HEALTH OFFICIALS: Flu deaths increase in Iowa - KTIV News 4 Sioux City IA: News, Weather and Sports

HEALTH OFFICIALS: Flu deaths increase in Iowa

Graphic courtesy: Iowa Department of Health Graphic courtesy: Iowa Department of Health

The Iowa Department of Public Health said Friday an additional eight flu-related deaths are reported in Iowa. 

Five of the deaths occurred in Central Iowa and included two female older adults (61 to 80 years of age); two elderly females (81+ years of age); and one elderly male. 

Two of the deaths occurred in Southwest Iowa (both were elderly females) and one death, an elderly male, occurred in Eastern Iowa. 

Health officials said five of the eight individuals had an underlying health condition.

Since October 1, 2017, 14 influenza-related deaths have been reported. The deaths have occurred in all regions of the state and the average age was 85.

The predominant flu strain this season is AH3N2, which typically causes serious illnesses, hospitalizations and even death, particularly for those who are very young or old and those with weakened immune systems.

“It’s not too late yet to get a flu shot,” said IDPH Medical Director and State Epidemiologist, Dr. Patricia Quinlisk. “Getting vaccinated now will still offer protection from serious disease, hospitalization and death for most of the flu season. We will very likely continue to see the flu for months.”

Health officials said it's also important to contact your health care provider as soon as possible after flu symptoms begin, especially if you are at high risk of complications and serious disease. If you start on anti-viral medications within a day or two of when your symptoms start, your risk of serious disease, hospitalization and even death can be significantly reduced.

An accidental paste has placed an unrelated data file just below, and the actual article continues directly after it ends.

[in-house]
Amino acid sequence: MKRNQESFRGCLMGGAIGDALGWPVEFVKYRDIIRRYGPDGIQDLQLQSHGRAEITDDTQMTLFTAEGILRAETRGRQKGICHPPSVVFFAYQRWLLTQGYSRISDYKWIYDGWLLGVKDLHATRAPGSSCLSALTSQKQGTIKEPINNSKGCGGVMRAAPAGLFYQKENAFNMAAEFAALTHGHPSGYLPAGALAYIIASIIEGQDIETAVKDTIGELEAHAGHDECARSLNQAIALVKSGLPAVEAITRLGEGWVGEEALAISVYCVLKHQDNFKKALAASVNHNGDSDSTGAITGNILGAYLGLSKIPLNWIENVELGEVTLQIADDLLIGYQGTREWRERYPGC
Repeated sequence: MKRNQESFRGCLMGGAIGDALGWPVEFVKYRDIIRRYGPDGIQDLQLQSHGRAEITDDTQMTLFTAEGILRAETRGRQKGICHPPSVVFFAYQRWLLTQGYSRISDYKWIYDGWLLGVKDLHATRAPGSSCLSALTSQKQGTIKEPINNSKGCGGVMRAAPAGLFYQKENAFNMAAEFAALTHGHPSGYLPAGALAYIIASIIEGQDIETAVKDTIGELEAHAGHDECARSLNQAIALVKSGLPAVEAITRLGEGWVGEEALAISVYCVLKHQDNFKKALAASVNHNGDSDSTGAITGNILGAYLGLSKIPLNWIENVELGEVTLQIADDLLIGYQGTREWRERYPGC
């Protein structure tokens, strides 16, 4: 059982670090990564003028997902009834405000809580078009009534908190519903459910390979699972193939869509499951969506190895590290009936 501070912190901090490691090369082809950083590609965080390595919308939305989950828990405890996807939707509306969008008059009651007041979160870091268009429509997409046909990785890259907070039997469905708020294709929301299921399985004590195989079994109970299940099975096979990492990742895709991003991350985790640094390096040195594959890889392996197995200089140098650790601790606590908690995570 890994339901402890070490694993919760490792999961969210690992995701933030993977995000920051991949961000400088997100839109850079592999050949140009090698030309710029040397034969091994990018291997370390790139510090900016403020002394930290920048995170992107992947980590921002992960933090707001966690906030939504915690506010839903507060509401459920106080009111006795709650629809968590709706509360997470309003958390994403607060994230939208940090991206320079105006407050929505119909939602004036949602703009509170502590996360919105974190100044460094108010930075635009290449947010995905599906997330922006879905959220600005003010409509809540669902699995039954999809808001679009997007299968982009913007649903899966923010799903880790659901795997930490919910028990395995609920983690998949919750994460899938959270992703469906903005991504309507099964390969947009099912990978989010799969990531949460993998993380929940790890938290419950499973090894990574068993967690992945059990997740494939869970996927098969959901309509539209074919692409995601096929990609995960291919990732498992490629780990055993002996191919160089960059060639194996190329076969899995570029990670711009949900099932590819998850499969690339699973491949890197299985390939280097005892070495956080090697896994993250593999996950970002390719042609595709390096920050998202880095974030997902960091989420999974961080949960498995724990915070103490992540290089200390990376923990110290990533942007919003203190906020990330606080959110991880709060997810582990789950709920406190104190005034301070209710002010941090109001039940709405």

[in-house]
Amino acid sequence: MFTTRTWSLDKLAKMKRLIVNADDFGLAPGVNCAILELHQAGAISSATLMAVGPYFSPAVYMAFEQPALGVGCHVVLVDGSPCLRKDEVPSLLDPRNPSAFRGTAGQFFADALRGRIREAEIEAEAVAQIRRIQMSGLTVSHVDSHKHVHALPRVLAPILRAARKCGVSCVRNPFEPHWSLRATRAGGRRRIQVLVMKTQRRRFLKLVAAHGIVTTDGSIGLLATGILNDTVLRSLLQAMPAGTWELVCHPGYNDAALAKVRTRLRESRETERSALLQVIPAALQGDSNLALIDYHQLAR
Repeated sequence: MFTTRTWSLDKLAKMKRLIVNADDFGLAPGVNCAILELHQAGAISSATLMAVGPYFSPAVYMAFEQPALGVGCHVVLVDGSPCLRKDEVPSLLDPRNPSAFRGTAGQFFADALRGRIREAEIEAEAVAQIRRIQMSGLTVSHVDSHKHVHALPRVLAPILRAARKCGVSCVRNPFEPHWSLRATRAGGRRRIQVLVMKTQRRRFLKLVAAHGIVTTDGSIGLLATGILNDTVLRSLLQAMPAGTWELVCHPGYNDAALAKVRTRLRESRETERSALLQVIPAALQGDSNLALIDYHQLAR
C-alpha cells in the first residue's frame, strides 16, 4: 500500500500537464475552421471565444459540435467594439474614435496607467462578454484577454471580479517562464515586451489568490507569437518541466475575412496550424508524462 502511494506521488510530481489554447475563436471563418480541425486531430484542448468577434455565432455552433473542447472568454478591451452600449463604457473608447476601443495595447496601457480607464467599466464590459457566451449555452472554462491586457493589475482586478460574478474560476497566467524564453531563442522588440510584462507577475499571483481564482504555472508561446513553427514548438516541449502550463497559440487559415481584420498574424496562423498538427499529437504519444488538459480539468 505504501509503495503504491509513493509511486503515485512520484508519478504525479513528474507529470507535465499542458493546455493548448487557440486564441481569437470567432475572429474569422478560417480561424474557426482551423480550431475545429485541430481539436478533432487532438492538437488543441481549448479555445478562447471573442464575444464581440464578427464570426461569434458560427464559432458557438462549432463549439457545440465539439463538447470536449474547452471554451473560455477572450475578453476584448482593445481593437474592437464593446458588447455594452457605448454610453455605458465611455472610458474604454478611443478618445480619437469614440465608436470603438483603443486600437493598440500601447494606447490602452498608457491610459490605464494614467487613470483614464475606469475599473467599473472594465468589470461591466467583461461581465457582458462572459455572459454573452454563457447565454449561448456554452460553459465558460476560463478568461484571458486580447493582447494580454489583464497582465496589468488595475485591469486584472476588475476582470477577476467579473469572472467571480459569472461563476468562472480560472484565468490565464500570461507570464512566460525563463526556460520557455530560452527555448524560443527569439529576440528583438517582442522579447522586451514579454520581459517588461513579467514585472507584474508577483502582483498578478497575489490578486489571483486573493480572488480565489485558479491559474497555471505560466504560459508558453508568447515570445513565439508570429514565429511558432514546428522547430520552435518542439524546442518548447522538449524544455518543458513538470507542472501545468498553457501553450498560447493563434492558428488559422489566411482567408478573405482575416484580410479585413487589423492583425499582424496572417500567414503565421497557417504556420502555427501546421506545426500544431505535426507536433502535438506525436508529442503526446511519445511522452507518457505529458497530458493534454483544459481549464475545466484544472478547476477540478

The flu is a respiratory illness caused by viruses. It comes on suddenly and symptoms may include fever, headache, tiredness, cough, sore throat, nasal congestion and body aches. Illness typically lasts two to seven days, and often puts healthy people in bed for days.

Because influenza is not a reportable disease in Iowa, doctors are not required to notify IDPH each time a case is diagnosed; however, IDPH conducts influenza surveillance that helps identify what strains of flu are circulating, how widespread illness is, and in what regions of the state illness is occurring.

While cases of influenza are not reportable, influenza-related deaths are reported to IDPH.

For more information on influenza, visit

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